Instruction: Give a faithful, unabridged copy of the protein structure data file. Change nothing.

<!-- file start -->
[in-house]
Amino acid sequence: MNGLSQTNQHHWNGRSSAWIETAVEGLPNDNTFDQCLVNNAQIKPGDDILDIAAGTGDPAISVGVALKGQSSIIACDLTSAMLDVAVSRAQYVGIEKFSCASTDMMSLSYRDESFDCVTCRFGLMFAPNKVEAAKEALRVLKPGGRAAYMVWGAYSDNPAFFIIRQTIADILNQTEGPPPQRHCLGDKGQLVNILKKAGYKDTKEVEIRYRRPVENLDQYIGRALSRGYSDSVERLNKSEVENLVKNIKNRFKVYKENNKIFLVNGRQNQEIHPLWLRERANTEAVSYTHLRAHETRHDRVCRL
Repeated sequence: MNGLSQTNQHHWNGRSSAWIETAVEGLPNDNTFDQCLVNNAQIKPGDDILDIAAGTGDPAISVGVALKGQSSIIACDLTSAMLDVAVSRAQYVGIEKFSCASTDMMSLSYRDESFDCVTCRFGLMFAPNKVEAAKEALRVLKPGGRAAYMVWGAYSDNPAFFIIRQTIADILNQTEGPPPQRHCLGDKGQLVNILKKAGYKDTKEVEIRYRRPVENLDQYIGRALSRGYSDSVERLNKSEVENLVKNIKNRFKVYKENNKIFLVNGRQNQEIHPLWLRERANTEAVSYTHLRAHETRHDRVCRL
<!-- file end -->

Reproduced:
[in-house]
Amino acid sequence: MNGLSQTNQHHWNGRSSAWIETAVEGLPNDNTFDQCLVNNAQIKPGDDILDIAAGTGDPAISVGVALKGQSSIIACDLTSAMLDVAVSRAQYVGIEKFSCASTDMMSLSYRDESFDCVTCRFGLMFAPNKVEAAKEALRVLKPGGRAAYMVWGAYSDNPAFFIIRQTIADILNQTEGPPPQRHCLGDKGQLVNILKKAGYKDTKEVEIRYRRPVENLDQYIGRALSRGYSDSVERLNKSEVENLVKNIKNRFKVYKENNKIFLVNGRQNQEIHPLWLRERANTEAVSYTHLRAHETRHDRVCRL
Repeated sequence: MNGLSQTNQHHWNGRSSAWIETAVEGLPNDNTFDQCLVNNAQIKPGDDILDIAAGTGDPAISVGVALKGQSSIIACDLTSAMLDVAVSRAQYVGIEKFSCASTDMMSLSYRDESFDCVTCRFGLMFAPNKVEAAKEALRVLKPGGRAAYMVWGAYSDNPAFFIIRQTIADILNQTEGPPPQRHCLGDKGQLVNILKKAGYKDTKEVEIRYRRPVENLDQYIGRALSRGYSDSVERLNKSEVENLVKNIKNRFKVYKENNKIFLVNGRQNQEIHPLWLRERANTEAVSYTHLRAHETRHDRVCRL